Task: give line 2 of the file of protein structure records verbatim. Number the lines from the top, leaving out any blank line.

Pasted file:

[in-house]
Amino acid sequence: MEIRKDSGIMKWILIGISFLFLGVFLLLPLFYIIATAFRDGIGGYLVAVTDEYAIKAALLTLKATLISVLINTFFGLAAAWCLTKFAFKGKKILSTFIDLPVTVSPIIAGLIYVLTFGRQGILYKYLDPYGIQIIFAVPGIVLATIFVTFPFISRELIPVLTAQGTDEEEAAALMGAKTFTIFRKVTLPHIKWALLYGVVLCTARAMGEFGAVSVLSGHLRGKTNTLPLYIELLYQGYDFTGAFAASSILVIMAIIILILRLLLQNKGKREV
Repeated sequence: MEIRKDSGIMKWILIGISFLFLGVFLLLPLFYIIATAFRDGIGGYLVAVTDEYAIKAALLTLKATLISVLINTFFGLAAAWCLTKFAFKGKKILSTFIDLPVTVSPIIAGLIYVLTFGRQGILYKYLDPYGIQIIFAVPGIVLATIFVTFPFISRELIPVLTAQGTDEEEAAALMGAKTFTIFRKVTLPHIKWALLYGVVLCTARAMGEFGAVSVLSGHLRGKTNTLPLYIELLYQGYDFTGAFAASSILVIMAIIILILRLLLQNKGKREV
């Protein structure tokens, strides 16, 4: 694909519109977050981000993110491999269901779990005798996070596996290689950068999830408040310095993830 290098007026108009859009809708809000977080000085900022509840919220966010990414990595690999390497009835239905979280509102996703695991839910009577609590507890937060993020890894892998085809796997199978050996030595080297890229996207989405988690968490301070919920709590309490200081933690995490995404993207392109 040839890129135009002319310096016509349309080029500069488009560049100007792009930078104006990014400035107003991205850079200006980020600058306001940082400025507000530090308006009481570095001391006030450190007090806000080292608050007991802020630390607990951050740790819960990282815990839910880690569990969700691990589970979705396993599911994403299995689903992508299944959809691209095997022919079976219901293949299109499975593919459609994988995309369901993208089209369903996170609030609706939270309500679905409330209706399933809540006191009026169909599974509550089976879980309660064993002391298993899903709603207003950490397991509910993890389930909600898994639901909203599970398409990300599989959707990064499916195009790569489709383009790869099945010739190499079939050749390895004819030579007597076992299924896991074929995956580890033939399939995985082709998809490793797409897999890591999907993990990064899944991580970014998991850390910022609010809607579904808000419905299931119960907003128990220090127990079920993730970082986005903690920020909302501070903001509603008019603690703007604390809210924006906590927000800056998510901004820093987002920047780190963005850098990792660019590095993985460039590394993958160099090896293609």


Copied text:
Amino acid sequence: MEIRKDSGIMKWILIGISFLFLGVFLLLPLFYIIATAFRDGIGGYLVAVTDEYAIKAALLTLKATLISVLINTFFGLAAAWCLTKFAFKGKKILSTFIDLPVTVSPIIAGLIYVLTFGRQGILYKYLDPYGIQIIFAVPGIVLATIFVTFPFISRELIPVLTAQGTDEEEAAALMGAKTFTIFRKVTLPHIKWALLYGVVLCTARAMGEFGAVSVLSGHLRGKTNTLPLYIELLYQGYDFTGAFAASSILVIMAIIILILRLLLQNKGKREV